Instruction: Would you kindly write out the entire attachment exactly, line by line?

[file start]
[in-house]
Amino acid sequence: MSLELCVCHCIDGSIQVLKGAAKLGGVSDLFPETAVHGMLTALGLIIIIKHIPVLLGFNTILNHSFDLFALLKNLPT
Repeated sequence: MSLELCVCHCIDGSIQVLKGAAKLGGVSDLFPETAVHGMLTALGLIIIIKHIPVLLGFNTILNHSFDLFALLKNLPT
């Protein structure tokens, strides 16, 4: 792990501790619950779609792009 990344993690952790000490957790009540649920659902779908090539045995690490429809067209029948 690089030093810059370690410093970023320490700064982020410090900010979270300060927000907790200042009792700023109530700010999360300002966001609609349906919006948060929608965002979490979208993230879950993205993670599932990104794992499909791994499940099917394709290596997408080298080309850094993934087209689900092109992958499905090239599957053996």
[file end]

[in-house]
Amino acid sequence: MSLELCVCHCIDGSIQVLKGAAKLGGVSDLFPETAVHGMLTALGLIIIIKHIPVLLGFNTILNHSFDLFALLKNLPT
Repeated sequence: MSLELCVCHCIDGSIQVLKGAAKLGGVSDLFPETAVHGMLTALGLIIIIKHIPVLLGFNTILNHSFDLFALLKNLPT
């Protein structure tokens, strides 16, 4: 792990501790619950779609792009 990344993690952790000490957790009540649920659902779908090539045995690490429809067209029948 690089030093810059370690410093970023320490700064982020410090900010979270300060927000907790200042009792700023109530700010999360300002966001609609349906919006948060929608965002979490979208993230879950993205993670599932990104794992499909791994499940099917394709290596997408080298080309850094993934087209689900092109992958499905090239599957053996």